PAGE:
fbpx My Parents Aren't Taking COVID Seriously
Authored by Dr. Michelle Murray on March 9, 2021
Dear Dr. Michelle:

I currently live with my parents who haven't been taking the COVID-19 virus too seriously this past year and it has caused me lots of stress and worry. Now that they have been vaccinated, I’m afraid they are going to take it even less seriously. Over the past year, I have talked to them about my concerns and shared pertinent information with them regarding the virus but to no avail. I’m feeling very stressed and anxious for my own safety. Thank you.

PS. I have generalized and social anxiety

Mike

Dear Mike:

I am sorry that you continue to be stressed and worried about the virus; this pandemic has lingered and has continued to disrupt the comfort of so many people for far too long.

I want to commend you for already completing a necessary step in recognizing you and your parents differing level of concern regarding the virus. You have directly communicated your concern as well as provided education; those would be the first steps toward addressing the issue.

You mentioned you have generalized and social anxiety. I might assume that by you sharing this information you may realize your anxiety could be heightening your own discomfort. More importantly, it could be influencing your perception of what it means to take the virus seriously. It is possible that both you and your parents are taking it seriously, but because you have different perceptions and experiences, each of your expectations of what actions to take are just different.

At this point, if your parents are still not taking it as seriously as you wish, switch your focus. Concentrate on your needs rather than on your parents and the need for them to think about the virus differently.

Focus on Behaviors and Actions

A good place to start is to recognize and acknowledge all the ways they are taking it seriously, and how you appreciate what they are doing to be safe; try to avoid judgement and criticism. Further, recognize the fact that your comfort level is different from theirs and that neither approach is right or wrong. Focus on specific behaviors that would make you feel more comfortable. Create a list of additional actions that you wish you and your parents were doing. Review the list with your parents and ask them if they are willing to consider adopting any of those behaviors for the sake of your comfort and concern. Just remember to keep your expectations in check, they may not be able or willing to change any of their behaviors.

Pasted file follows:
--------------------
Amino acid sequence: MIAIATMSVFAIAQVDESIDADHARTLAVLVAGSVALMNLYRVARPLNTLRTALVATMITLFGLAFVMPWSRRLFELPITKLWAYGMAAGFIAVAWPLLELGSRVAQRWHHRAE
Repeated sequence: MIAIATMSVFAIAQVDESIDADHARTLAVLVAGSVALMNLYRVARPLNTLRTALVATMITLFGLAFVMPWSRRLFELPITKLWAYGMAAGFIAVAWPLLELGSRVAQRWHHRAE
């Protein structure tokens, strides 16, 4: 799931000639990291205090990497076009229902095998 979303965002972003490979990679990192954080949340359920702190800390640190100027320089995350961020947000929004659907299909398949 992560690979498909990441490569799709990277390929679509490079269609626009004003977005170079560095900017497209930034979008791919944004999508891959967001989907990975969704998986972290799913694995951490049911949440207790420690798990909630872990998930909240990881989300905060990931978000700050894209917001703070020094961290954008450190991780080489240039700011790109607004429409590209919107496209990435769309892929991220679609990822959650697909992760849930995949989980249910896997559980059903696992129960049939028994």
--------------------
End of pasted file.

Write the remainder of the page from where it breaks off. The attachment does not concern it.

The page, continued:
If this exercise does not help the situation, it is time to focus on what you do and don’t have control over. You only have control over yourself; you have no control over what your parent’s ultimately do or do not do to maintain safety. If moving out and living in your own environment is not a viable option, identify actions you can take independently while living with your parents that will meet your standards for safety. These are a few actions to consider:

  • Wear a mask, or double up on your mask even when you are around your parents or in the house.
  • Quarantine yourself to a particular part of the house for the majority of time you are in the house.
  • Socially distance when you are in the same room with your parents, like at the dinner table or in the TV room.
  • Drive separately in different cars if you are going out somewhere together.
  • If people come over to the house, excuse yourself to a different part of the house during and following any visits if you want to avoid interaction.
  • Separate spaces in the house for independent use, like bathrooms.
  • Get yourself routinely tested to reassure yourself that you are COVID free.

If these behaviors seem off-putting to your parents, explain to them that you need to take these actions to manage your own concern for safety. Reassure them that you are taking these steps for your own anxiety management and not because you are expecting them to change their behavior. The key is to focus on what you have control over and where you can take action to help yourself without negatively impacting your parents.


Every Tuesday,  Dr. Michelle K. Murray, CEO of Nexus Family Healing, answers questions on family relations and mental health. Submit Your Question.

Dear Dr. Michelle blog posts are informational in nature.  The posts are not meant to take the place of consulting your physician, mental health professional, or other qualified health providers regarding your well-being or the well-being of others. Submitting a question does not establish a client/therapist relationship.

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Dr. Michelle Murray